May 18, 2008 / 1:16 AM / 9 years ago

Brothers seek path out of poverty in Brazil film

<p>Cast members Kaique De Jesus Santos attends a news conference for the film "Linha de Passe" by Brazilian directors Walter Salles and Daniela Thomas at the 61st Cannes Film Festival May 17, 2008.Vincent Kessler</p>

CANNES, France (Reuters) - A tough yet touching Brazilian drama follows four brothers in Sao Paulo who turn to football, religion and crime as they try to escape the poverty and monotony of life in the slums.

Unlike other acclaimed Brazilian dramas set in impoverished ghettos of the big cities, directors Walter Salles and Daniela Thomas did not want to make violence and crime central themes, although they linger just beneath the surface.

"Linha De Passe" (Line of Passage) is one of 22 films in the main competition at the Cannes film festival and one of four from South America.

"We didn't want to make a film on drug traffickers or police in down-and-out areas," Salles told reporters after a press screening of the movie.

"We wanted to make a film that clearly showed that violence was being turned down as an option," he added.

"A lot of Brazilian films depict characters who opt for violence, yet 99 percent of young people in Brazil are trying to make it in life, like what you see in the film."

Salles, best known for his 2004 hit "The Motorcycle Diaries," based the brothers' experiences on true stories and used first-time feature film actors in most of the roles in a bid to make the picture feel as youthful as possible.

NO FATHER FIGURE

The absence of a father in the family means the mother of Denis, Dinho, Dario and Reginaldo takes on the burden of household chores, made more difficult by the fact that she is pregnant with a fifth child.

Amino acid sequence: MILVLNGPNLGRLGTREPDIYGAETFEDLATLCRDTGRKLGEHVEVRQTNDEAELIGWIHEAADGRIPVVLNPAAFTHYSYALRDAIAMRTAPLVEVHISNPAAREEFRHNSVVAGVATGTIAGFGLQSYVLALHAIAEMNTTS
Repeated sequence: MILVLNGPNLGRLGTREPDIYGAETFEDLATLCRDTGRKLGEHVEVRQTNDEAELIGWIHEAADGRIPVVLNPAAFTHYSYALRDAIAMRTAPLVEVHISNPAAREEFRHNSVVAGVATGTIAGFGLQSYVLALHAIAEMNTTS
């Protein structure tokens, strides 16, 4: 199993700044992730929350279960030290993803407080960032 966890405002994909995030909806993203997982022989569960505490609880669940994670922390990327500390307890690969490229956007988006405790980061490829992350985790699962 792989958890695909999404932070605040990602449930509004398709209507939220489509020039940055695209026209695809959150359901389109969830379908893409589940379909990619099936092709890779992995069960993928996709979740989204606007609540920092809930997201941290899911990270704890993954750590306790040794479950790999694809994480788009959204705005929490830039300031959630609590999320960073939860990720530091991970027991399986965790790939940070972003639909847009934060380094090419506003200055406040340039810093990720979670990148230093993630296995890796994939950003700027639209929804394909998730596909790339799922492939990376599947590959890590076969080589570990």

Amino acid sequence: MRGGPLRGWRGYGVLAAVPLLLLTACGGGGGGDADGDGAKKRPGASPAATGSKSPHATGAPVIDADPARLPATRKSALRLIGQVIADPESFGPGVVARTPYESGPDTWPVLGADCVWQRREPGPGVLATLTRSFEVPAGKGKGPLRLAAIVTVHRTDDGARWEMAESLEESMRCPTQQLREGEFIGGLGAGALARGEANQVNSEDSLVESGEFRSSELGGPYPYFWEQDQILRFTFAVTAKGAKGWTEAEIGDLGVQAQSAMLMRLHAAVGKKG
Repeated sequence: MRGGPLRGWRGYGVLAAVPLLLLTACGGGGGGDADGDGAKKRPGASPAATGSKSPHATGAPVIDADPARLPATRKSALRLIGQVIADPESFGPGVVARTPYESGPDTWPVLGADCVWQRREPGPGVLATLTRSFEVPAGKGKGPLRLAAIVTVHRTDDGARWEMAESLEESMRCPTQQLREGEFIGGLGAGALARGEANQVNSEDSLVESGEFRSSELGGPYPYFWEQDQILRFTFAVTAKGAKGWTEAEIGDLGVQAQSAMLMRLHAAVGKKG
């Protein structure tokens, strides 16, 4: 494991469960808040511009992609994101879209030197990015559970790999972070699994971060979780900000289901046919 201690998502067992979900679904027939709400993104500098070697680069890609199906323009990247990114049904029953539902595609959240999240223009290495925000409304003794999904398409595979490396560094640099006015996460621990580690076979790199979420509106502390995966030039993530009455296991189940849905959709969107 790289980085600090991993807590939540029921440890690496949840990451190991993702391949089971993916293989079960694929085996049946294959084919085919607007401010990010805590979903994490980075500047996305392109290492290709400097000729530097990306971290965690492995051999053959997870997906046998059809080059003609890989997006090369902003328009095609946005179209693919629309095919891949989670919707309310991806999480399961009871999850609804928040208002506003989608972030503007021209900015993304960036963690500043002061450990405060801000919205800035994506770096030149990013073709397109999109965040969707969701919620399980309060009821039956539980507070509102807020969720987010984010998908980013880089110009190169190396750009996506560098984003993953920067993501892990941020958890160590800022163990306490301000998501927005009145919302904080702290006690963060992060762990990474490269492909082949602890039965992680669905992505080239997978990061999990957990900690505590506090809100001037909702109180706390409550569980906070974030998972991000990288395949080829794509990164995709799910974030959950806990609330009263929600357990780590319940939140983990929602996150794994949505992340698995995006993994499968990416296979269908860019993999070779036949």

Denis, the eldest sibling, is a motorcycle courier barely making a living speeding through the streets. Reginaldo, the youngest, is obsessed with buses, and finds brief liberation when he steals a bus and takes to the road.

Dinho seeks solace in religion, attending an evangelical church where he suffers a crisis of faith, while Dario turns to that "other" religion, soccer, although he is deemed too old to succeed despite being just 18.

Their interweaving tales are set in a soulless, urban world of run-down slums, traffic jams, dark courtyards, and endless vistas of skyscrapers.

"Sao Paulo is a huge city," said Thomas, who likened it to "the city at the end of the world."

"It has no escape like in Rio. Rio is an incredibly big and dramatic city also, but you have the sea, you have the landscape, you have the sense of redemption in the city."

"Linha de Passe" is the second Brazilian film to screen in the main competition after "Blindness," by Fernando Meirelles, opened the 2008 Cannes film festival on Wednesday.

(Editing by Philippa Fletcher)

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